DUBAI – As excited as the leaders of the United Arab Emirates are about the newly signed Abraham Accords with Israel, Bahrain, Sudan and the United States, they are thinking about more than normalization and increased trade.
In a wide-ranging, hour-long interview at his home in Dubai on Tuesday, UAE Foreign Minister Anwar Gargash told me that the UAE is deeply concerned about a rising axis between Iran, Turkey, Russia and Qatar.
Tomorrow, I will share Gargash’s views on the specific threat posed by Iran.
Today, I want to focus on something very interesting and important that is not getting nearly enough attention in Washington or other major capitals – the gravity of the threat posed by Turkish President Recep Tayyip Erdogan.
Technically, Erdogan is a NATO member, and thus ostensibly an ally of the U.S. and other western powers.
However, in recent years, Erdogan has taken Turkey in a very different, dark and dangerous direction.
“Erdogan is the most important Turkish leader in 100 years,” Gargash told me.
“He has already served longer than [Kemal] Ataturk,” the founder of the modern Turkish Republic after the collapse of the Ottoman Empire and the Islamic caliphate at the end of World War I, Gargash said.
He said that Erdogan is doing everything he can do undo the moderate, pro-Western, pro-freedom model that Ataturk and his team created.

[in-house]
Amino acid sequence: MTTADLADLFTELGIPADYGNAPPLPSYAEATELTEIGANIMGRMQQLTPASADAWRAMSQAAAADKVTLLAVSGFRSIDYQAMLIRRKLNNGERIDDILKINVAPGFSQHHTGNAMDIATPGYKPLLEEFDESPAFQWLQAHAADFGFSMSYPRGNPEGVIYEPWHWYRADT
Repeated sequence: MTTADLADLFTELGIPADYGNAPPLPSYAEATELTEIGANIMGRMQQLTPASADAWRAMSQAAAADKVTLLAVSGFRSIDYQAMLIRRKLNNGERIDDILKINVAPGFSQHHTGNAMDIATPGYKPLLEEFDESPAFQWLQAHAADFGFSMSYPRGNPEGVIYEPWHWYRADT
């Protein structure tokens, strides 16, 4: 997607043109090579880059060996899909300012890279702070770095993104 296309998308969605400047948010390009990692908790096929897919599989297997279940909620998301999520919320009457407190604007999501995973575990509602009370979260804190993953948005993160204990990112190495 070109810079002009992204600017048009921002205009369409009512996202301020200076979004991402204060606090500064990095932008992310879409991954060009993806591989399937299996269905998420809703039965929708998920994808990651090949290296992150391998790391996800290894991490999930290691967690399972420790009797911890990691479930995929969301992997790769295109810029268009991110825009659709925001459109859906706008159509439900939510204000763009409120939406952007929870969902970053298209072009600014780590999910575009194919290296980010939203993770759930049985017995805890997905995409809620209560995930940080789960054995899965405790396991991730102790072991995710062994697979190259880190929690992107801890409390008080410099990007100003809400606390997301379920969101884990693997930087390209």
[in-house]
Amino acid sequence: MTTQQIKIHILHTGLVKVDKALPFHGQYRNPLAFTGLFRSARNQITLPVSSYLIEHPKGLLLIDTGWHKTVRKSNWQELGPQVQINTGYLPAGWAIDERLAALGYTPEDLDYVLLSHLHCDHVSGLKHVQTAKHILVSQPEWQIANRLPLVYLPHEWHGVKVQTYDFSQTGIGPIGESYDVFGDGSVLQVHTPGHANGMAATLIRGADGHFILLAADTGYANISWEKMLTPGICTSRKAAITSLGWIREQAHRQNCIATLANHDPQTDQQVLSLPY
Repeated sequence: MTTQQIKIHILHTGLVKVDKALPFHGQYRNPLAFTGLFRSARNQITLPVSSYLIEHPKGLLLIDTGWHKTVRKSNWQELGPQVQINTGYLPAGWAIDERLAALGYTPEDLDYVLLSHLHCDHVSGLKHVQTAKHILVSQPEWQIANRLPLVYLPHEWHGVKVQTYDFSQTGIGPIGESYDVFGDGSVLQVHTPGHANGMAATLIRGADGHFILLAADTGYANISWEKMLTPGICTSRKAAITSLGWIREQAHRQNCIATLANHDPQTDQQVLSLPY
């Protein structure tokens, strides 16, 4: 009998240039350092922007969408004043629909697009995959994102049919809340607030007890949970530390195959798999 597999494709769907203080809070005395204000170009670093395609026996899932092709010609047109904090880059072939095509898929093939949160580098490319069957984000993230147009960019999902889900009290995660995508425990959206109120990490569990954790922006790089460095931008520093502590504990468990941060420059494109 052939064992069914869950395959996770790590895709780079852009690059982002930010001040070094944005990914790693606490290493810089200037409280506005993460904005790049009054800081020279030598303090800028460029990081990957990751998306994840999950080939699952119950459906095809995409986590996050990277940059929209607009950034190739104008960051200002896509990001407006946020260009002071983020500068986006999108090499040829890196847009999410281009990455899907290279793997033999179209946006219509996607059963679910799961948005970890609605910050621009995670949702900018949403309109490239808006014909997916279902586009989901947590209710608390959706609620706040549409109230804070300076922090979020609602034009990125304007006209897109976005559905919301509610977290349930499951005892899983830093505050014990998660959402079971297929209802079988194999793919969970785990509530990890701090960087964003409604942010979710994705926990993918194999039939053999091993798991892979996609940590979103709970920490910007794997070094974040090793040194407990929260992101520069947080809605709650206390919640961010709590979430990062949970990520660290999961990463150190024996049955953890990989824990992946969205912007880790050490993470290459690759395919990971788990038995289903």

Erdogan is driven by political Islamism, Gargash said, and “neo Ottomanism,” and has sent Turkish military forces into a stunning range of countries.
Among them: Syria, northern Iraq, the Azerbaijan-Armenia conflict, Qatar, Libya and Somalia.
Gargash said Turkish forces are “overstretched,” but warned that we are seeing the extent to which Erdogan would go to dramatically expand Turkish power projection and influence, particularly in the Arab world.
Conceding Erdogan has “personal charisma,” Gargash told me that this political magnetism cannot be passed onto Erdogan’s party, providing some hope for Turkey to become moderate again after Erdogan is gone.
But how long will that take?
Here are some key excerpts from our conversation.
ROSENBERG: What are Erdogan’s objectives?
GARGASH: Under Erdogan, Turkey is hearkening back to old imperialist pipe dreams. The Ottoman Empire was great once, then it declined and the Turkish people want to remember its splendor. Previous empires struggle to be “just” a nation state….Erdogan is driven by political Islamism. His party are political Islamists. He his feeding his crowd red meat [by attacking the Abraham Accords and the UAE in particular.]….Erdogan is also an all-powerful executive president…who is pursuing neo-Ottomanism.
ROSENBERG: Is it fair to say that Erdogan is trying to pull together all Muslim Brotherhood and Sunni political Islamist groups and individuals to see him as the leader?
GARGASH: I think you have to think that there are three parts here. Number one, Erdogan is a political Islamist. Second, he is also a Turkish nationalist. You know, he’s not working that another country will lead political Islam – it’s all about Turkey. And the third part is that he is a realist, opportunist politician. And the relationship with Israel here, for example, when he criticized the Abrahamic Accords, and I mean for God’s sake, he has an FTA [Free Trade Agreement] with Israel. He’s got 550,000 Israelis who visited Turkey in 2019 as tourists. He has an embassy in Israel. Israel has an embassy and consulate in Turkey. They’ve got $3 billion – I think that’s the figure – of [annual] trade. So, when you criticize something that you have already done or are doing and continuing and you use it, this is opportunism.